PERFLUORINATED ALKYL ACID (PFAA) CONCENTRATIONS IN AMERICAN ALLIGATORS (Alligator mississippiensis) HARVESTED FOR CONSUMPTION DURING SOUTH CAROLINA PUBLIC HUNTS
MetadataShow full item record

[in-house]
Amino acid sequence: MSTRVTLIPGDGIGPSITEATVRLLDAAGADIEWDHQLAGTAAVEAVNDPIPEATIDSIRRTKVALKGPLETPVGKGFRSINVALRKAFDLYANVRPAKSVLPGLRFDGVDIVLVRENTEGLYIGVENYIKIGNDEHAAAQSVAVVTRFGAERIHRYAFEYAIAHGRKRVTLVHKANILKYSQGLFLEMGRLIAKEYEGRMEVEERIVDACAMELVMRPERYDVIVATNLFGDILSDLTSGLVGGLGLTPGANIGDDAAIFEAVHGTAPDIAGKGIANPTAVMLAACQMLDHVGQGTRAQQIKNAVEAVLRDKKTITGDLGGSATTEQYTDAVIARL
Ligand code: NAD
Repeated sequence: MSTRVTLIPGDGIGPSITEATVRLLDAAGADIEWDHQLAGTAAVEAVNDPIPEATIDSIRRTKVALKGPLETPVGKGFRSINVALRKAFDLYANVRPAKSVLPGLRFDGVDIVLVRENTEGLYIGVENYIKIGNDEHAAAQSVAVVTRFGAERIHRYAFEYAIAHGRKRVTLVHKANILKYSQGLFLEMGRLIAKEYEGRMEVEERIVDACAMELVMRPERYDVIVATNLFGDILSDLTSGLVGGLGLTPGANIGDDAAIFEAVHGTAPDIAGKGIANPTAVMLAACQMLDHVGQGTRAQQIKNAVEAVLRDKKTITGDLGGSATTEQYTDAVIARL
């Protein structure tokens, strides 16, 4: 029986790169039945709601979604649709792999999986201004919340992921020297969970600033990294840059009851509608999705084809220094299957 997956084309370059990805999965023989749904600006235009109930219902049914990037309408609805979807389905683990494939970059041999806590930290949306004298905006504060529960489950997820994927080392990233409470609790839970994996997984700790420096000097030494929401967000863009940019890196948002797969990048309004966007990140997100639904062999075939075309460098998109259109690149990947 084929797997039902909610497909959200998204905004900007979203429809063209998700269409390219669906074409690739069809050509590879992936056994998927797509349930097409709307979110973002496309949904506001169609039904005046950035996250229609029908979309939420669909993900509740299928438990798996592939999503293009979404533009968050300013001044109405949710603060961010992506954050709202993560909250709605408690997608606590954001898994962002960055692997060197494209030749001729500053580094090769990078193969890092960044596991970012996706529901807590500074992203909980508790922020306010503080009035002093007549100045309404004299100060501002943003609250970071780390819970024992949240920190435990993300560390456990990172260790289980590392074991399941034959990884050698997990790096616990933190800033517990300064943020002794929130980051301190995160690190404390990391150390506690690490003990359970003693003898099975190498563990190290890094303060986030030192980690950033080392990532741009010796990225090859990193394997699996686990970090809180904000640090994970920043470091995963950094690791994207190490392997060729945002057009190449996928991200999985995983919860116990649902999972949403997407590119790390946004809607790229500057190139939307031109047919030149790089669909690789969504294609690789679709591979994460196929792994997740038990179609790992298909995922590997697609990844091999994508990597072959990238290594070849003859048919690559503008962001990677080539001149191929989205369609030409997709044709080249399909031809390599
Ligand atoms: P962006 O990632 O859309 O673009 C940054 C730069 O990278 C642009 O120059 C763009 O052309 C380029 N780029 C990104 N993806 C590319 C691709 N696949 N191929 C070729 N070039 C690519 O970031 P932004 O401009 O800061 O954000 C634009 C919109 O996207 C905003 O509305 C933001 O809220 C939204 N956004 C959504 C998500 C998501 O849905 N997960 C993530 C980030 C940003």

Perfluorinated alkyl acids (PFAAs) are a group of man-made chemicals with carbon fluorine bonds. Exposure to elevated concentrations of PFAAs may have toxic effects on wildlife and humans. In this study, meat from harvested alligators in South Carolina was used to investigate relationships between 15 PFAAs and alligator body size (total length), sex, and harvest location. Surveys were used to evaluate meat consumption patterns of hunters and their families to determine potential dietary exposure. Perfluorooctanesulfonic acid (PFOS) was the dominant PFAA found in samples (median 6.73 ng/g). No relationship was found between PFAA concentrations and total length or sex. Alligators harvested in the Middle Coastal hunt unit had significantly higher PFOS concentrations than other hunt units in the study (median 16.0 ng/g, p= 0.0001, n=17). All tissue concentrations fell below the current no restriction limit for PFOS consumption guidelines. Many survey respondents (45.5 %) planned on sharing meat with their children (under the age of 15). An exposure scenario using the average consumption frequency, portion size and median (PFOS) concentration from all hunt units found the daily dietary exposure to be 2.11 ng/kg body weight per day for an adult. Current consumption patterns and PFAA concentrations do not exceed suggested exposure guidelines; however further studies on site-specific exposure and consumption by vulnerable populations are warranted to protect human health.